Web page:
• E-Ink Devices:
    • Remarkable 2:
      • Pros: well thought out, clean and focus driven, great writing experience; allows for handwriting to text conversion
      • Cons: Able to connect to a Google Drive for free, but works storage rather than syncing, so it is cumbersome to iterate on notes and diagrams between it and other devices
    • Supernote:
      • Pros: clean and focus driven, great writing experience; allows for handwriting to text conversion; open roadmap and ideology; easy repair and upgrade
      • Cons: As with Remarkable, it does not provide real file syncing, but file copy to Google Drive
    • Kindle Scribe:
      • Pros: Writing experience seems to be good and on-device handwriting recognition to convert notes into actual text
      • Cons: No Google Play apps, meaning that Google Keep and Google Docs would not be available, and no Google Drive sync; the device caters more to readers, rather than writers in my opinion
    • Onyx BOOX Note Air3 B/W:
      • Pros: it can use Google Keep and Google Docs apps, since can do almost everything a normal Android table can, but since it uses a e-ink screen and has limited processing capabilities, it does not make a good fit for browsing the web or seeing videos (which is actually a good thing); the default experience and drawing app are bloated offer too many distractions (see here how to debloat it); allows for handwriting to text conversion within Onyx drawing app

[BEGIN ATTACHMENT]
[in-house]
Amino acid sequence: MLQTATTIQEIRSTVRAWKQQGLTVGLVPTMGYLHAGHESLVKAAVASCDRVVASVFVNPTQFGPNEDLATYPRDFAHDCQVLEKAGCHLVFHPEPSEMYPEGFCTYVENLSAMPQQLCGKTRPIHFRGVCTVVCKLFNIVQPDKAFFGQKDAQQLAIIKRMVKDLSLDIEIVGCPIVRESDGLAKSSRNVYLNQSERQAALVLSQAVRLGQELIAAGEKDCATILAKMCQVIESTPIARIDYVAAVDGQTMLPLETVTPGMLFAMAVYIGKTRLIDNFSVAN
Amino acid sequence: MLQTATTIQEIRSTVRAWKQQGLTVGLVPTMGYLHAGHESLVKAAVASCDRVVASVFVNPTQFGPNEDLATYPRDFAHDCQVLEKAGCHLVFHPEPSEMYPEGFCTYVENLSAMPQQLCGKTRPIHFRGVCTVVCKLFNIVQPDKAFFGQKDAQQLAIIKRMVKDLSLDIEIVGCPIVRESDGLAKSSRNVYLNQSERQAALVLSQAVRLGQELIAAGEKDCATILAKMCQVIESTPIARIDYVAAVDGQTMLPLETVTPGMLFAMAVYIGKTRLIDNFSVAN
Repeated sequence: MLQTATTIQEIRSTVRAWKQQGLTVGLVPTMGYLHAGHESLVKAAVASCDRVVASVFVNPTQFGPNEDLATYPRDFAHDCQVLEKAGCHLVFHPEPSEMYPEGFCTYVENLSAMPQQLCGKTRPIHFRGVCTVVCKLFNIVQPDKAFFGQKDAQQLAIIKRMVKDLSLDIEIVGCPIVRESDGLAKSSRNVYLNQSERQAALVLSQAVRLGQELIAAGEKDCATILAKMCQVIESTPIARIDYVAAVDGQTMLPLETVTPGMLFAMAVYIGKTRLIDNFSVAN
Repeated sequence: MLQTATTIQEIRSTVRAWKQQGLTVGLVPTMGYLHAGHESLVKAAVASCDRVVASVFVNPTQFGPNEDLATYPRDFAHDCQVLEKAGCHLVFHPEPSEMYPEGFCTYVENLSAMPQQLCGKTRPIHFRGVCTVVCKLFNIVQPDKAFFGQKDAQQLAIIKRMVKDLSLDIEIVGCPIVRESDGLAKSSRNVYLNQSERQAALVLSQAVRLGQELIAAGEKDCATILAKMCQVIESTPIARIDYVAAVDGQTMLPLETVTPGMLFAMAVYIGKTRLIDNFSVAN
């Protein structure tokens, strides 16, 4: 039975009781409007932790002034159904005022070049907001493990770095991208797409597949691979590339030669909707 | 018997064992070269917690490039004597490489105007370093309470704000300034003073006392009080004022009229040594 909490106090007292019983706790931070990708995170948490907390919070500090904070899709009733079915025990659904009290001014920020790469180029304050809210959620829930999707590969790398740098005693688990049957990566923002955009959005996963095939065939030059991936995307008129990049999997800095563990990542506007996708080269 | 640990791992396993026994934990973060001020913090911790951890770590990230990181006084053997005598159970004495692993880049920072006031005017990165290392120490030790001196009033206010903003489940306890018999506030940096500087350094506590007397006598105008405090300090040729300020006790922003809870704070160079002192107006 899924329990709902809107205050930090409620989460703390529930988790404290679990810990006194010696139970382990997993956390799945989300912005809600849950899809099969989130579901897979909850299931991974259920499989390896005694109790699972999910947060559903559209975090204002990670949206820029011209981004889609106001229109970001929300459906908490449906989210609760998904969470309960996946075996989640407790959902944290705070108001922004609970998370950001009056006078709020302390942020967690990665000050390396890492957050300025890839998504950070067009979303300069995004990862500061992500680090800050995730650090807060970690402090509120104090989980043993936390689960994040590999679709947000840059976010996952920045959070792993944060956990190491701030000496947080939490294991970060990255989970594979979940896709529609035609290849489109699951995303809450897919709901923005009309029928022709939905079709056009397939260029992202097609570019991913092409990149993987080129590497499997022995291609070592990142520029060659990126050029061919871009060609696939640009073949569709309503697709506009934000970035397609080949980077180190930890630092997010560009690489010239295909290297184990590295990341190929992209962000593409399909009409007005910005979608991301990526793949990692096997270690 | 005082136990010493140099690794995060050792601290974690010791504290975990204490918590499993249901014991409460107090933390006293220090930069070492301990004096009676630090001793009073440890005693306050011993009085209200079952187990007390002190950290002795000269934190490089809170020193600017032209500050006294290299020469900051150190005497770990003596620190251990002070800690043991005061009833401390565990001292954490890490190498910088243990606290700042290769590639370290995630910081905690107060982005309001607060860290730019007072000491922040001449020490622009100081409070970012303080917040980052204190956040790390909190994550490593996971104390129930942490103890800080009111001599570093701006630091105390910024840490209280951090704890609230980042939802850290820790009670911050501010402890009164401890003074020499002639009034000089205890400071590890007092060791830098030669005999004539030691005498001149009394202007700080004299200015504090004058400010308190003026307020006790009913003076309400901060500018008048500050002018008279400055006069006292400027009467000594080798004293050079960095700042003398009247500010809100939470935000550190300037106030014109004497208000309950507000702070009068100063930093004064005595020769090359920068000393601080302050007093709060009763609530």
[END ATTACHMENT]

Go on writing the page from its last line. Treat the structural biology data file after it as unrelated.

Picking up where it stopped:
• Cons: noticeable lag when writing; if not using Onyx’s cloud, it requires extra steps to export and share a diagram / drawing
  • iPad Pro: even though this device is amazing, it made it too easy to access the same distractions I was trying to avoid, and it also sports an invasive backlit screen that provides too much stimulus while in bed. A hard no.

Given the options above, I picked the Onyx BOOX Note Air3 B/W. Note that the color screen version of this tablet is available, but I did not pick it because of Air C’s reduced battery life from the always-on BSR (Boox Super Refresh Technology). BSR allows for a smoother and more responsive experience when writing for example, but that is not actually a problem since I mainly use the Boox to write long streams of text / braindumps, rather than text editing; and BSR also takes it a step closer to a general purpose tablet non-eink display, which starts to defeat the initial purpose. Apart from that, I have a personal preference towards the black and white screen feel.

Learn more on how I customized my Boox Air3 here.

The Result

I have now transitioned to not having any mobile phones in my bedroom, and only having the Boox Air 3, the Braun alarm clock, physical books and my Kindle. I am pretty satisfied with this change, which I’ve noticed to provide more focus time after waking up, more time to think, plan my day, reflect, write my thoughts, read, and wind down.

The most fundamental aspect was having more time to focus on my plan for the day, which translated into a substantial improvement on how productive and consequential my days have become. I welcome anyone to give it a try!